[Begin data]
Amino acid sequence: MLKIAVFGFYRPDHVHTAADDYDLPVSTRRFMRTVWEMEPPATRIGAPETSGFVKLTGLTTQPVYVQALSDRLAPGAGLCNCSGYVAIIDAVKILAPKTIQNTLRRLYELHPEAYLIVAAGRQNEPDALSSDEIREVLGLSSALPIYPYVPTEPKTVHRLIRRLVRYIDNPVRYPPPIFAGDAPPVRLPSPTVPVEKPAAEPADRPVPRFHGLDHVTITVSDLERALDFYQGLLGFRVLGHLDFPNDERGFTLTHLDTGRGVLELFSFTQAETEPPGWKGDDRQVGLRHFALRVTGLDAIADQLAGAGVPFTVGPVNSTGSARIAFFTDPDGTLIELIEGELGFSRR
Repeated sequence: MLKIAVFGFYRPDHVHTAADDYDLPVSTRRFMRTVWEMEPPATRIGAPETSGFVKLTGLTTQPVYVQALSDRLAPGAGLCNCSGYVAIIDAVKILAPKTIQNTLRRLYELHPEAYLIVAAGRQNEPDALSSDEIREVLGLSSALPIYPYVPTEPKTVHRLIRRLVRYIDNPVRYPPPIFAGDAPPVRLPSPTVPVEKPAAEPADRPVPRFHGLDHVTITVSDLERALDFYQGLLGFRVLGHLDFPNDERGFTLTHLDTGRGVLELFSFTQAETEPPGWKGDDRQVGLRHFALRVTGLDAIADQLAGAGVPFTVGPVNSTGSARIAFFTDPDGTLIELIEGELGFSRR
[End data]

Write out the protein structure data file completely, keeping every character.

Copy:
Amino acid sequence: MLKIAVFGFYRPDHVHTAADDYDLPVSTRRFMRTVWEMEPPATRIGAPETSGFVKLTGLTTQPVYVQALSDRLAPGAGLCNCSGYVAIIDAVKILAPKTIQNTLRRLYELHPEAYLIVAAGRQNEPDALSSDEIREVLGLSSALPIYPYVPTEPKTVHRLIRRLVRYIDNPVRYPPPIFAGDAPPVRLPSPTVPVEKPAAEPADRPVPRFHGLDHVTITVSDLERALDFYQGLLGFRVLGHLDFPNDERGFTLTHLDTGRGVLELFSFTQAETEPPGWKGDDRQVGLRHFALRVTGLDAIADQLAGAGVPFTVGPVNSTGSARIAFFTDPDGTLIELIEGELGFSRR
Repeated sequence: MLKIAVFGFYRPDHVHTAADDYDLPVSTRRFMRTVWEMEPPATRIGAPETSGFVKLTGLTTQPVYVQALSDRLAPGAGLCNCSGYVAIIDAVKILAPKTIQNTLRRLYELHPEAYLIVAAGRQNEPDALSSDEIREVLGLSSALPIYPYVPTEPKTVHRLIRRLVRYIDNPVRYPPPIFAGDAPPVRLPSPTVPVEKPAAEPADRPVPRFHGLDHVTITVSDLERALDFYQGLLGFRVLGHLDFPNDERGFTLTHLDTGRGVLELFSFTQAETEPPGWKGDDRQVGLRHFALRVTGLDAIADQLAGAGVPFTVGPVNSTGSARIAFFTDPDGTLIELIEGELGFSRR